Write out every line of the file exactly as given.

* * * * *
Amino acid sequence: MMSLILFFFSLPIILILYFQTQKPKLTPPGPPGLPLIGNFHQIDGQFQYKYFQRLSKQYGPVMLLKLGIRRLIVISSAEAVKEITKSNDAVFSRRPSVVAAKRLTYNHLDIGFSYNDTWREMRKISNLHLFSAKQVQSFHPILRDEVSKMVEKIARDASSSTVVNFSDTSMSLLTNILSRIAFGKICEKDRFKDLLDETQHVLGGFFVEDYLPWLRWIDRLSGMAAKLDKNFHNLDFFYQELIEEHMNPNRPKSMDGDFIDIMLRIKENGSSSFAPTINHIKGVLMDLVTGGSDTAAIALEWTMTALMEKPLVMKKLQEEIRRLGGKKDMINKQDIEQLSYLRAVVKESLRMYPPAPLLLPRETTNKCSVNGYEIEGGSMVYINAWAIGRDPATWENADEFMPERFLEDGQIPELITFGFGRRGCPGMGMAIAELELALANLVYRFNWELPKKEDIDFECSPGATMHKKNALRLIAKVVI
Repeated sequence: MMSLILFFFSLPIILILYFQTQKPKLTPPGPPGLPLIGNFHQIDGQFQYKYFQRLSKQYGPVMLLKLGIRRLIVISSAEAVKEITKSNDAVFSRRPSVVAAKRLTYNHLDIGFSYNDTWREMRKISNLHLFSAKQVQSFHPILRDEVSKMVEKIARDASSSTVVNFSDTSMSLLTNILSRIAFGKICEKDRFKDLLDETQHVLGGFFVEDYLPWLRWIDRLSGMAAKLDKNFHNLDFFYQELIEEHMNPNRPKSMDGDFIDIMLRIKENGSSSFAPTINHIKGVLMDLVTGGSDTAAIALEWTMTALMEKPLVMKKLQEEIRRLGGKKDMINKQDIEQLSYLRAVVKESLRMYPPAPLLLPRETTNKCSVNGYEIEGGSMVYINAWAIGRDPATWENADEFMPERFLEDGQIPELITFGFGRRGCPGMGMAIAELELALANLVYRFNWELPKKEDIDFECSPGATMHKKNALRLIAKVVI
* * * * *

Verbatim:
Amino acid sequence: MMSLILFFFSLPIILILYFQTQKPKLTPPGPPGLPLIGNFHQIDGQFQYKYFQRLSKQYGPVMLLKLGIRRLIVISSAEAVKEITKSNDAVFSRRPSVVAAKRLTYNHLDIGFSYNDTWREMRKISNLHLFSAKQVQSFHPILRDEVSKMVEKIARDASSSTVVNFSDTSMSLLTNILSRIAFGKICEKDRFKDLLDETQHVLGGFFVEDYLPWLRWIDRLSGMAAKLDKNFHNLDFFYQELIEEHMNPNRPKSMDGDFIDIMLRIKENGSSSFAPTINHIKGVLMDLVTGGSDTAAIALEWTMTALMEKPLVMKKLQEEIRRLGGKKDMINKQDIEQLSYLRAVVKESLRMYPPAPLLLPRETTNKCSVNGYEIEGGSMVYINAWAIGRDPATWENADEFMPERFLEDGQIPELITFGFGRRGCPGMGMAIAELELALANLVYRFNWELPKKEDIDFECSPGATMHKKNALRLIAKVVI
Repeated sequence: MMSLILFFFSLPIILILYFQTQKPKLTPPGPPGLPLIGNFHQIDGQFQYKYFQRLSKQYGPVMLLKLGIRRLIVISSAEAVKEITKSNDAVFSRRPSVVAAKRLTYNHLDIGFSYNDTWREMRKISNLHLFSAKQVQSFHPILRDEVSKMVEKIARDASSSTVVNFSDTSMSLLTNILSRIAFGKICEKDRFKDLLDETQHVLGGFFVEDYLPWLRWIDRLSGMAAKLDKNFHNLDFFYQELIEEHMNPNRPKSMDGDFIDIMLRIKENGSSSFAPTINHIKGVLMDLVTGGSDTAAIALEWTMTALMEKPLVMKKLQEEIRRLGGKKDMINKQDIEQLSYLRAVVKESLRMYPPAPLLLPRETTNKCSVNGYEIEGGSMVYINAWAIGRDPATWENADEFMPERFLEDGQIPELITFGFGRRGCPGMGMAIAELELALANLVYRFNWELPKKEDIDFECSPGATMHKKNALRLIAKVVI